Commands by tfh (0)

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Replace Caps-lock with Control-key
You can return to defaults with "setxkbmap". More here: http://dailycli.blogspot.com/2009/12/xmodmap-replace-caps-lock-with-left.html

Calculate days on which Friday the 13th occurs (inspired from the work of the user justsomeguy)
Friday is the 5th day of the week, monday is the 1st. Output may be affected by locale.

tar the current directory wihtout the absolute path
tars the current directory (and its children) in an archive of the same name (plus ".tar" :)) in the parent directory without the absolute path, so that when the archive is extracted, only the current directory name is created for the path. Assumes bash/zsh.

Rotate a set of photos matching their EXIF data.
You need jhead package.

Prepare a commandlinefu command.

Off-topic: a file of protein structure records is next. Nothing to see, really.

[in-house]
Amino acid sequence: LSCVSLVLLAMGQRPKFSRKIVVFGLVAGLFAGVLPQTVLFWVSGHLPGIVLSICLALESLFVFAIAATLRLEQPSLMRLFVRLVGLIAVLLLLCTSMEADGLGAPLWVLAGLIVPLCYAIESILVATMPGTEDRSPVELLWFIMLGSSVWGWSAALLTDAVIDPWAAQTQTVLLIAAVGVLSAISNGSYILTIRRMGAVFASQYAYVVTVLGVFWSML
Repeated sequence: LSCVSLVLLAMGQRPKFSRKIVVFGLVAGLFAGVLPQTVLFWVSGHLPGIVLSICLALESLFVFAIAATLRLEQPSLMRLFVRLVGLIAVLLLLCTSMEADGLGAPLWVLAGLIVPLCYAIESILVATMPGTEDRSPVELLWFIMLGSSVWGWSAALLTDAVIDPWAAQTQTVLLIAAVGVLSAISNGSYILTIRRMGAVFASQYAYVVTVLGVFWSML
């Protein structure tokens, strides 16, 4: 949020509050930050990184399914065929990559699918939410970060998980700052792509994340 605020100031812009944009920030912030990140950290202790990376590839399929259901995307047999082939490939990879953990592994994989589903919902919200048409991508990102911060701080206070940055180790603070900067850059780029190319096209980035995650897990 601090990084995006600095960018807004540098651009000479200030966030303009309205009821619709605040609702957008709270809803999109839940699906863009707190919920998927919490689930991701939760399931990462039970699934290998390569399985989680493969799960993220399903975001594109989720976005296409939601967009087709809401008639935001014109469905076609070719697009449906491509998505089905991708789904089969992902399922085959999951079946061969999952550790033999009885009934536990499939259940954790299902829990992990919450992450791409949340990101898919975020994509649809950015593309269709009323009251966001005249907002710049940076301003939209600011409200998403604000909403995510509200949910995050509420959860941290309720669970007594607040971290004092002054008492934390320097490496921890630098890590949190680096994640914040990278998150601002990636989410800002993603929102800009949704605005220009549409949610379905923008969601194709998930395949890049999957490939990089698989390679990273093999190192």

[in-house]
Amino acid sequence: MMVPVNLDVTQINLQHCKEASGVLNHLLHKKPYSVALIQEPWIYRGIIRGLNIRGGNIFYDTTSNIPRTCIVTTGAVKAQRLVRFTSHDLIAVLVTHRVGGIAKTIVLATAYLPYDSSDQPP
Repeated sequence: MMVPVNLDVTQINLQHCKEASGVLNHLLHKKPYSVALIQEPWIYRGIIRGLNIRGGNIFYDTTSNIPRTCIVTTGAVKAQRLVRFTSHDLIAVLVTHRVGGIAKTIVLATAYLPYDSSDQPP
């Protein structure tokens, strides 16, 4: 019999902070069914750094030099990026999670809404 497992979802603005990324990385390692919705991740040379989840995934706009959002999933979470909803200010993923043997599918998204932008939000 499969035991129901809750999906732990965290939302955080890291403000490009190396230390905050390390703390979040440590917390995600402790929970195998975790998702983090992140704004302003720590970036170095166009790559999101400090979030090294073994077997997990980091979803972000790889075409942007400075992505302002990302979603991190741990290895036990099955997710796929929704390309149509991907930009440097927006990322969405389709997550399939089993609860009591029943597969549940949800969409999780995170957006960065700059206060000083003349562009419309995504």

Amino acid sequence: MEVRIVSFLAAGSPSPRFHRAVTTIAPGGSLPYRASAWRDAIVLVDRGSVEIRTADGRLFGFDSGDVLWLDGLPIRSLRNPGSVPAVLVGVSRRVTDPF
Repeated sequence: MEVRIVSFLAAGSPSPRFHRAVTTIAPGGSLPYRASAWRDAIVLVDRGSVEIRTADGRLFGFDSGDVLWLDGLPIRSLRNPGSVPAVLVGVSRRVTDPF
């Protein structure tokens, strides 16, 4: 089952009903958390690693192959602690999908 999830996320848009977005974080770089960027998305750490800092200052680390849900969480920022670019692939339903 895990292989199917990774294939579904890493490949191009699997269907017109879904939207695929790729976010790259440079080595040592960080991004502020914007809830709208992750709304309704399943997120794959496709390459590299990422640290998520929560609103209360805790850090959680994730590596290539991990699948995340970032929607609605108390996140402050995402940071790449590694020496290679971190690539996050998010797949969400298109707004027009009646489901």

This command will format your alias or function to a single line, trimming duplicate white space and newlines and inserting delimiter semi-colons, so it continues to work on a single line.

Rapidly invoke an editor to write a long, complex, or tricky command
Allows you to edit your command using your chosen editor. Works in bash with "set -o vi".

Generic shell function for modifying files in-place
Some commands (such as sed and perl) have options to support in-place editing of files, but many commands do not. This shell function enables any command to change files in place. See the sample output for many examples. The function uses plain sh syntax and works with any POSIX shell or derivative, including zsh and bash.

sort ugly text
Often, when sorting you want the sort to ignore extraneous characters. The b, d, and f tell sort to ignore leading blanks, use 'dictionary order' (ignore punctuation), and ignore (fold) case. Add a "u" if you only want one copy of duplicate lines. This is a great command to use within vim to sort lines of text, using !}sort -bdf

Convert seconds to [DD:][HH:]MM:SS
Converts any number of seconds into days, hours, minutes and seconds. sec2dhms() { declare -i SS="$1" D=$(( SS / 86400 )) H=$(( SS % 86400 / 3600 )) M=$(( SS % 3600 / 60 )) S=$(( SS % 60 )) [ "$D" -gt 0 ] && echo -n "${D}:" [ "$H" -gt 0 ] && printf "%02g:" "$H" printf "%02g:%02g\n" "$M" "$S" }

Tells the shell you are using


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